Black market Tide free banking

From Cory Doctorow:

The Daily‘s M.L. Nestel cites law enforcement reports from across America describing a crime-wave of Tide detergent thefts, including claims that bottles of easily resellable, name-brand washing soap can be bartered for meth and heroin in Gresham, OR.

He cites this article:

Tide has become a form of currency on the streets. The retail price is steadily high — roughly $10 to $20 a bottle — and it’s a staple in households across socioeconomic classes.

Tide can go for $5 to $10 a bottle on the black market, authorities say. Enterprising laundry soap peddlers even resell bottles to stores.

“There’s no serial numbers and it’s impossible to track,” said Detective Larry Patterson of the Somerset, Ky., Police Department, where authorities have seen a huge spike in Tide theft. “It’s the item to steal.”

Why Tide and not, say, Wisk or All? Police say it’s simply because the Procter & Gamble detergent is the most popular and, with its Day-Glo orange logo, most recognizable of brands.

For the pointer I thank Ken Feinstein and Pamela J. Stubbart.

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First politician to say 'we have to clean the streets' gets my vote.

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Tide doesn't even have secure caps, does it? Must be easy to further dilute it.

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just waiting for the Tide Standard to be the favored monetary system by some nutter

Too easy to dilute the money supply. Although The Fed issued a statement that a rising Tide lifts all boats.

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Plainly government prohibition is responsible for this black market, the same way it is for all black markets.

Well, yes.

Wiki: "A black market or underground economy is a market in goods or services which operates outside the formal one(s) supported by established state power."

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Legalizing the theft of laundry detergent would definitely free up over-extended law enforcement resources.

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This story seems likely to be false, police deny it:

http://www.foxnews.com/us/2012/03/13/police-deny-reports-nationwide-spike-in-tide-detergent-theft/

Via Metafilter:

http://www.metafilter.com/113826/Its-a-Dirty-Job#4238585

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I do not believe this story. It has all the halmarks of being fake.

I'm thinking the story is bogus too; yet to be fair the definitive authority on hoaxes, Snopes.com , still has a verdict of "undetermined" about this matter.

http://www.snopes.com/media/notnews/tide.asp

Snopes is mostly useless, very little investigation or verification of anything, just some folks reading stuff on the internet and giving its plausibility their thumbs up or down. Perhaps it's nice to have someone making that judgment for us.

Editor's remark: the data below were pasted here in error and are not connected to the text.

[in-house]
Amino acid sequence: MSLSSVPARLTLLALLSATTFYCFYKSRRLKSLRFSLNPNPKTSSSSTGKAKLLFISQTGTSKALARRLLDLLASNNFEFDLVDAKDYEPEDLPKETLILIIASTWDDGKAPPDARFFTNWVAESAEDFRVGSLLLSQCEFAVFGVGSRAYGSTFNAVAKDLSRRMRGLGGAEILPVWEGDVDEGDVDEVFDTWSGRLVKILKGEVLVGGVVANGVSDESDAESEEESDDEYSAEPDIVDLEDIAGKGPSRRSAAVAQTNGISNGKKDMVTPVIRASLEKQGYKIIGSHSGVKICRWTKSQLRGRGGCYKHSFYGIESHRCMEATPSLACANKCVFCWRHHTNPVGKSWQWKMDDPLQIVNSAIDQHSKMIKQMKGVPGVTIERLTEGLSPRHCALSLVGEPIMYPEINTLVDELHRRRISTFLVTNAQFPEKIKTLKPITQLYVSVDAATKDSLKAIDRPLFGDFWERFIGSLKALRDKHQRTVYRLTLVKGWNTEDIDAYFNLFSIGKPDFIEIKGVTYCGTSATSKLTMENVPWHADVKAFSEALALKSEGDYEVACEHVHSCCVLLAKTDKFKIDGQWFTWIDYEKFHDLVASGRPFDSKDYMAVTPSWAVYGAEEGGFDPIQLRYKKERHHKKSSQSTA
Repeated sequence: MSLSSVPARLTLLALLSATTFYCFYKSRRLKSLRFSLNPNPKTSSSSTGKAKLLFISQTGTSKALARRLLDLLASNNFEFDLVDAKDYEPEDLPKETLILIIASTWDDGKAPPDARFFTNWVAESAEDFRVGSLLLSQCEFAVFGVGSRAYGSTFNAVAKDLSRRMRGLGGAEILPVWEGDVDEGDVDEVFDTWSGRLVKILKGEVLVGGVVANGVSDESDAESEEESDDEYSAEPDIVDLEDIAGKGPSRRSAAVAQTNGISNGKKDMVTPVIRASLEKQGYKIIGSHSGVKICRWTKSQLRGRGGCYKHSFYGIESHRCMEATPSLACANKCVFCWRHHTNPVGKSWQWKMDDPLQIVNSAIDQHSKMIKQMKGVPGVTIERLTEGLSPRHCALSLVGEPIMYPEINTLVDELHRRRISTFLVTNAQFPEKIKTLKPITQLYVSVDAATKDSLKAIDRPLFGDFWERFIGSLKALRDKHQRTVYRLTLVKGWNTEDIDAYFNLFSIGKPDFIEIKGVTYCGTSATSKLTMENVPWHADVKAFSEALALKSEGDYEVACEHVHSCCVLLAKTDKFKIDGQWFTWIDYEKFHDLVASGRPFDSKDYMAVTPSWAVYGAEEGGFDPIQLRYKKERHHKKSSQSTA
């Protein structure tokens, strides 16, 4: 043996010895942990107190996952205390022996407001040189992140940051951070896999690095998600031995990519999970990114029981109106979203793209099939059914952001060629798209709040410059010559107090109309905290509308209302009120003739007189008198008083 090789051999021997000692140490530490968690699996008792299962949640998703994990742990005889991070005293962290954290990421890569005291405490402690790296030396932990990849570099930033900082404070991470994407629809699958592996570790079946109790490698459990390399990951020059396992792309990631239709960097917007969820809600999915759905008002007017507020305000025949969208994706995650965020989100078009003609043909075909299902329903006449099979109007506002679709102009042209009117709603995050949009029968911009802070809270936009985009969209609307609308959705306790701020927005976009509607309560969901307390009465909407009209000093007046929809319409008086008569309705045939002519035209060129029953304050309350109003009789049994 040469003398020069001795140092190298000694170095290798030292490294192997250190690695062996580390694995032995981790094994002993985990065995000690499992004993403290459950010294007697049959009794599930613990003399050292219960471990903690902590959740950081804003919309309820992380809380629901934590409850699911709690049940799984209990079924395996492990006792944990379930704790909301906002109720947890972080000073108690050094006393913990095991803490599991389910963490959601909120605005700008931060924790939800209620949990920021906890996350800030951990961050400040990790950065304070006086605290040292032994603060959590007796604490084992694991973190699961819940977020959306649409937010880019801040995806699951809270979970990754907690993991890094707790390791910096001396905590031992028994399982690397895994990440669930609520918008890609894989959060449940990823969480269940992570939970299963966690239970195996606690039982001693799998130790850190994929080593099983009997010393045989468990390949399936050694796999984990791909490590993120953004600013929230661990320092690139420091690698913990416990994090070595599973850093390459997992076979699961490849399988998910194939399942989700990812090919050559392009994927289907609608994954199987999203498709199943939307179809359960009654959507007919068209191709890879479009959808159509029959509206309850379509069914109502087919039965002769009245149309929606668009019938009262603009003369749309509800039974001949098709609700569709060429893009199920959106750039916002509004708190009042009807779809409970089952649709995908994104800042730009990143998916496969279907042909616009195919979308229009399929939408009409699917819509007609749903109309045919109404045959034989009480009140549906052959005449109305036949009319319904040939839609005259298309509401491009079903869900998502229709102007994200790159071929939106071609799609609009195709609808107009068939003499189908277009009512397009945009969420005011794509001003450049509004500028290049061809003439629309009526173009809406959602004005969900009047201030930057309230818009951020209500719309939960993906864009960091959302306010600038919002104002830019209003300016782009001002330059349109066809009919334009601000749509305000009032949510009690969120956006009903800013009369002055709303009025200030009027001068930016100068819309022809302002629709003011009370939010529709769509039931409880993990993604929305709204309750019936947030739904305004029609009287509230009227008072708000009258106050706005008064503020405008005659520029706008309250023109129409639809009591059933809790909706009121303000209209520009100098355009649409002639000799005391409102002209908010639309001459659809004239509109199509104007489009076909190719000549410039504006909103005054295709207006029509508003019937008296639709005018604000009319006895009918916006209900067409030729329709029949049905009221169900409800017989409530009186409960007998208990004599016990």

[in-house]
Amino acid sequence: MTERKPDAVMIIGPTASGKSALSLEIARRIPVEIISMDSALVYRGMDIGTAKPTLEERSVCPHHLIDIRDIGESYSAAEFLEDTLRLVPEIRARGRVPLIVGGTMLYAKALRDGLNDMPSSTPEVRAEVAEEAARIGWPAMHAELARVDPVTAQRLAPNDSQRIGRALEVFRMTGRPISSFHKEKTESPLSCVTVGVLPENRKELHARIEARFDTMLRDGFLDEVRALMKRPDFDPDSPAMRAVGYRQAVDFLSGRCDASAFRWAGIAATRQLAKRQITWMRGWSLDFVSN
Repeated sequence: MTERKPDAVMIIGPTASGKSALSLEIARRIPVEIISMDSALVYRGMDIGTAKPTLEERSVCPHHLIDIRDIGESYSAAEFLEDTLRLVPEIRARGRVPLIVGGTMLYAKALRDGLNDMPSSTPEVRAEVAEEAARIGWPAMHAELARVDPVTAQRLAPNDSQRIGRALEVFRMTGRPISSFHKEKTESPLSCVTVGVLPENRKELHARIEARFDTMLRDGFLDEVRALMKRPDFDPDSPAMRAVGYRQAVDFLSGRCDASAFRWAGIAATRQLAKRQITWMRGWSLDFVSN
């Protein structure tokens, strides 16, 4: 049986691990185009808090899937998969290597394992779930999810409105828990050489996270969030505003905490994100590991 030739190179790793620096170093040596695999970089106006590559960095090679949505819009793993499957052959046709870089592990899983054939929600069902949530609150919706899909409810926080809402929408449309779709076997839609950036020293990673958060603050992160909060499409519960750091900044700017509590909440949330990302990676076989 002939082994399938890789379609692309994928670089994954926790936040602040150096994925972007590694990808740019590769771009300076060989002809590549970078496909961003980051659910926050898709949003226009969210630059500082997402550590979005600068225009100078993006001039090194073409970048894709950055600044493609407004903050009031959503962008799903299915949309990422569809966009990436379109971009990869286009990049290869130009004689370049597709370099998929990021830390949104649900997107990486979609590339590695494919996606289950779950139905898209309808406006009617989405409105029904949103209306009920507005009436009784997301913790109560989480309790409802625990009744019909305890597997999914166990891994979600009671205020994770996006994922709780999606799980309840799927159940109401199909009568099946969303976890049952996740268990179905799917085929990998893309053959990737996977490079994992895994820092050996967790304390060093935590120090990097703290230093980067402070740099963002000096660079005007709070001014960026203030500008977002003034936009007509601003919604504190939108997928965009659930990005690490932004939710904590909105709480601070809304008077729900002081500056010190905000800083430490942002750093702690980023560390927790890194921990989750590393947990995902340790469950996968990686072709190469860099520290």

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The part that most struck me as implausible was the idea of people running around with multiple bottles of it, and drug dealers taking it directly as currency.

It's like the author never actually held a full bottle of detergent. That stuff's bulky and heavy. Way too bulky and heavy for a drug dealer to want to take as currency, at $10 a bottle.

Like Theophile's link says, people will shoplift it - but mostly 'cause they need to do the wash, or to sell it to a fence or at the swap meet.

Not to take to their meth dealer, who wants cash, not a stack of bottles of detergent he has to move somehow.

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I'm developing BitTide

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Or, for criminals with sensitive skin and perfume allergies, Tide Free free banking.

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A real solution to the liquidity crisis.

+1

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This sounds like a red suitcase story. That's the journalism saw that a reporter is assigned to write a story about trends in luggage, talks to three people and hears red suitcases are the hot seller. So he writes up the story as a trend sweeping the nation even though the sample was too small.

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People, it is only supposed to be true for one town in Oregon.

Even then it sounds like nonsense.

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>>> M.L. Nestel cites law enforcement reports from across America describing a crime-wave of Tide detergent thefts<<<

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Why the phrases "law enforcement reports from across America" and "Police nationwide take on soaring Tide detergent theft" then?

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Here's an economics question about the validity of this story - how much overlap is there between the demographics of the average Tide buyer and that of the average meth buyer. I'm guessing it's fairly low.

Wrong comparison. How much overlap is there between the universe of Tide buyers and meth sellers. And their mommas.

Everyone uses laundry detergent, though some only by proxy. Almost everyone who regularly uses laundry detergent prefers Tide, even if they can't afford it and thus use other brands. This is especially true in poor communities, where fashions lag the country as a whole.

They're not using it to clean clothes. Here's a passage from meth user message board:

"my friend is over here right now and he bought a gram of meth sunday and him and two other friends smoked it. They thought it tasted awfull and wasnt buring right and only smoked half of it. they later positivly identified it as laundry detergent. "

And you believed that?

(Meth dealers, like any other businessman - even on the black market - need repeat customers, and you don't get those by selling bunk. This is why almost all drug dealers are selling drugs that the users can actually take and get high from effectively; if the meth-heads think it's so bad they won't even smoke all of it, you're going to go out of business.)